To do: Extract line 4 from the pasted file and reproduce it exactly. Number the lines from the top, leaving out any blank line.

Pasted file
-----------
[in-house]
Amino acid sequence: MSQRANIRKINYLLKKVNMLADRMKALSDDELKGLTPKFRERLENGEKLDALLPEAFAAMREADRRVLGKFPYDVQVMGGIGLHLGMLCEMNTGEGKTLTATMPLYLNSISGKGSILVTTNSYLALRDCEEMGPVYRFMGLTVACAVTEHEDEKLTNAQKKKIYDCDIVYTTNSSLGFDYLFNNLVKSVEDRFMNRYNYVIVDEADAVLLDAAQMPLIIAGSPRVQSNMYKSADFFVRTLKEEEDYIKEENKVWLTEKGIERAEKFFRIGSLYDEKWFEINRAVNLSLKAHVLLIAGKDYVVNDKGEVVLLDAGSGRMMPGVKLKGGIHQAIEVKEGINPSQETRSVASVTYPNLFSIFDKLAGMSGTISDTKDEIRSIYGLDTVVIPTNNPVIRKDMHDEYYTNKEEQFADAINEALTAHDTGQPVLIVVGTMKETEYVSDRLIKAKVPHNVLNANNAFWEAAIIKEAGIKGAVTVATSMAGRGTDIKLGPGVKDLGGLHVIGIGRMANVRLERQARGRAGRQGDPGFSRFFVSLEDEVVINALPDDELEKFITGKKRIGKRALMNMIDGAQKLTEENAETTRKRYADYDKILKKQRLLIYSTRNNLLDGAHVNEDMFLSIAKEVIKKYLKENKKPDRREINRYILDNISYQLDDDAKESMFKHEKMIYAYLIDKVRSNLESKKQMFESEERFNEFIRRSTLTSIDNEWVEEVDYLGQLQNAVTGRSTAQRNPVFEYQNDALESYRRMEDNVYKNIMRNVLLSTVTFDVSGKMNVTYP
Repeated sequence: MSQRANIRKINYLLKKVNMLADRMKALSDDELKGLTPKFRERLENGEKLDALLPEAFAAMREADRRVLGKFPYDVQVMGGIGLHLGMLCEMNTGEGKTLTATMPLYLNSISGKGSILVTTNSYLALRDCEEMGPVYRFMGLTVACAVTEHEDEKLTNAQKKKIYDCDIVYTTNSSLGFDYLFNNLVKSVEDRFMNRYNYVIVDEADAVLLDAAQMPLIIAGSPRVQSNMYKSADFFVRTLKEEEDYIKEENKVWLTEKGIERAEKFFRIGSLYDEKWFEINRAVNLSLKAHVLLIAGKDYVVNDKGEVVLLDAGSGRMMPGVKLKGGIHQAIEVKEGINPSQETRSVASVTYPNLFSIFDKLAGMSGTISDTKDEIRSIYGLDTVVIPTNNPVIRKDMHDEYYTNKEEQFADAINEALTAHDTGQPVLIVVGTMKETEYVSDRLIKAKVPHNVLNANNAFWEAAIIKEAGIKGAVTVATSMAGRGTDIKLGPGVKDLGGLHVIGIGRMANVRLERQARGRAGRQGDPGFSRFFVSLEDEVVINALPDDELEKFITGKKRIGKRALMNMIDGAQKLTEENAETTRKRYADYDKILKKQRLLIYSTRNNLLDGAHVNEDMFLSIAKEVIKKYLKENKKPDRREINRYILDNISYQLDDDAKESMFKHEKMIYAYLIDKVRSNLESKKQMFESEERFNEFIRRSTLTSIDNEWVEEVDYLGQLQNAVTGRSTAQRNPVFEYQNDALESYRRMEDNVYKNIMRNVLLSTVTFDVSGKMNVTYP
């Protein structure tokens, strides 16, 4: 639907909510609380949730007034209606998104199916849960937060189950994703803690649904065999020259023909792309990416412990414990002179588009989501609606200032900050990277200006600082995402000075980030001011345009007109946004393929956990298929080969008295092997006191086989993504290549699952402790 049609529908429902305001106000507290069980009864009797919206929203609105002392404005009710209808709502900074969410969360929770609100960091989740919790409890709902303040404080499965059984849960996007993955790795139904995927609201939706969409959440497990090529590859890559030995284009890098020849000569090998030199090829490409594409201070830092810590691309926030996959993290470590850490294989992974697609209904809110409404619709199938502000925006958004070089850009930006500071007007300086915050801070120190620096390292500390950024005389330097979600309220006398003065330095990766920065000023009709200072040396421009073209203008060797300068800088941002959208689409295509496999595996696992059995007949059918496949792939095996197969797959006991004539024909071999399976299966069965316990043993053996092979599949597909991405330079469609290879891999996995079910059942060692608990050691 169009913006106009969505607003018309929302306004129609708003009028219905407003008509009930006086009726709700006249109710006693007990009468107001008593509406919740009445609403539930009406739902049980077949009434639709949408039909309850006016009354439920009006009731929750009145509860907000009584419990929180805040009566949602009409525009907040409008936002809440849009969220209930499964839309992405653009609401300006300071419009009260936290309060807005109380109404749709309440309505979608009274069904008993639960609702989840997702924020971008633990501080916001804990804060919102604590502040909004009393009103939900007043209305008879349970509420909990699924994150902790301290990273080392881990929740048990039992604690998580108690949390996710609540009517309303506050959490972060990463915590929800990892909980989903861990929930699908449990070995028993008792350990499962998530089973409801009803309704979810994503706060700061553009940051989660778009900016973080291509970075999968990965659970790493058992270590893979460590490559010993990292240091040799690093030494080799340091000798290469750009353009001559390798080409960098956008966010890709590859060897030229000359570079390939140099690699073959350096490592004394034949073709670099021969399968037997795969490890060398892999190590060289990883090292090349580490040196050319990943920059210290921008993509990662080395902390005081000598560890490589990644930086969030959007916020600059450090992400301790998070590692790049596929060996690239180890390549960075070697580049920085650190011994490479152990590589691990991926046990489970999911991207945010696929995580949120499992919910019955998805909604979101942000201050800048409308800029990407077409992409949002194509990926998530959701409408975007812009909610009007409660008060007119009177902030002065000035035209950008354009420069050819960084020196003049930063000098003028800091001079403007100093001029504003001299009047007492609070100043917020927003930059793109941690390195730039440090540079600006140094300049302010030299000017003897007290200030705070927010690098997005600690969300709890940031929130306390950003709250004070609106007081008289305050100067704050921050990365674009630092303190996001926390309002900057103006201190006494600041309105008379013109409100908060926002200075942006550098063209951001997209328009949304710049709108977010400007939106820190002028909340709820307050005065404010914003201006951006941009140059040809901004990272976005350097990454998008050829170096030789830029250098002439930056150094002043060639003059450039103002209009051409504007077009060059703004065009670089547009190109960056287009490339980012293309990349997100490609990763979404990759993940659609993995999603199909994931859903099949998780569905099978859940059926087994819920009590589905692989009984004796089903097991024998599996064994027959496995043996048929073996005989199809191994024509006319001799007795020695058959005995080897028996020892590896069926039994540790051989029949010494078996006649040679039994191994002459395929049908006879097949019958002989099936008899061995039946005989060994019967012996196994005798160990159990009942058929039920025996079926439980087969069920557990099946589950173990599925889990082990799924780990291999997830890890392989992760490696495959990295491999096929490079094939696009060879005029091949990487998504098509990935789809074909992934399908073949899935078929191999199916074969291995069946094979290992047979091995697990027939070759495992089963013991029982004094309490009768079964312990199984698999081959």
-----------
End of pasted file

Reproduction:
């Protein structure tokens, strides 16, 4: 639907909510609380949730007034209606998104199916849960937060189950994703803690649904065999020259023909792309990416412990414990002179588009989501609606200032900050990277200006600082995402000075980030001011345009007109946004393929956990298929080969008295092997006191086989993504290549699952402790 049609529908429902305001106000507290069980009864009797919206929203609105002392404005009710209808709502900074969410969360929770609100960091989740919790409890709902303040404080499965059984849960996007993955790795139904995927609201939706969409959440497990090529590859890559030995284009890098020849000569090998030199090829490409594409201070830092810590691309926030996959993290470590850490294989992974697609209904809110409404619709199938502000925006958004070089850009930006500071007007300086915050801070120190620096390292500390950024005389330097979600309220006398003065330095990766920065000023009709200072040396421009073209203008060797300068800088941002959208689409295509496999595996696992059995007949059918496949792939095996197969797959006991004539024909071999399976299966069965316990043993053996092979599949597909991405330079469609290879891999996995079910059942060692608990050691 169009913006106009969505607003018309929302306004129609708003009028219905407003008509009930006086009726709700006249109710006693007990009468107001008593509406919740009445609403539930009406739902049980077949009434639709949408039909309850006016009354439920009006009731929750009145509860907000009584419990929180805040009566949602009409525009907040409008936002809440849009969220209930499964839309992405653009609401300006300071419009009260936290309060807005109380109404749709309440309505979608009274069904008993639960609702989840997702924020971008633990501080916001804990804060919102604590502040909004009393009103939900007043209305008879349970509420909990699924994150902790301290990273080392881990929740048990039992604690998580108690949390996710609540009517309303506050959490972060990463915590929800990892909980989903861990929930699908449990070995028993008792350990499962998530089973409801009803309704979810994503706060700061553009940051989660778009900016973080291509970075999968990965659970790493058992270590893979460590490559010993990292240091040799690093030494080799340091000798290469750009353009001559390798080409960098956008966010890709590859060897030229000359570079390939140099690699073959350096490592004394034949073709670099021969399968037997795969490890060398892999190590060289990883090292090349580490040196050319990943920059210290921008993509990662080395902390005081000598560890490589990644930086969030959007916020600059450090992400301790998070590692790049596929060996690239180890390549960075070697580049920085650190011994490479152990590589691990991926046990489970999911991207945010696929995580949120499992919910019955998805909604979101942000201050800048409308800029990407077409992409949002194509990926998530959701409408975007812009909610009007409660008060007119009177902030002065000035035209950008354009420069050819960084020196003049930063000098003028800091001079403007100093001029504003001299009047007492609070100043917020927003930059793109941690390195730039440090540079600006140094300049302010030299000017003897007290200030705070927010690098997005600690969300709890940031929130306390950003709250004070609106007081008289305050100067704050921050990365674009630092303190996001926390309002900057103006201190006494600041309105008379013109409100908060926002200075942006550098063209951001997209328009949304710049709108977010400007939106820190002028909340709820307050005065404010914003201006951006941009140059040809901004990272976005350097990454998008050829170096030789830029250098002439930056150094002043060639003059450039103002209009051409504007077009060059703004065009670089547009190109960056287009490339980012293309990349997100490609990763979404990759993940659609993995999603199909994931859903099949998780569905099978859940059926087994819920009590589905692989009984004796089903097991024998599996064994027959496995043996048929073996005989199809191994024509006319001799007795020695058959005995080897028996020892590896069926039994540790051989029949010494078996006649040679039994191994002459395929049908006879097949019958002989099936008899061995039946005989060994019967012996196994005798160990159990009942058929039920025996079926439980087969069920557990099946589950173990599925889990082990799924780990291999997830890890392989992760490696495959990295491999096929490079094939696009060879005029091949990487998504098509990935789809074909992934399908073949899935078929191999199916074969291995069946094979290992047979091995697990027939070759495992089963013991029982004094309490009768079964312990199984698999081959």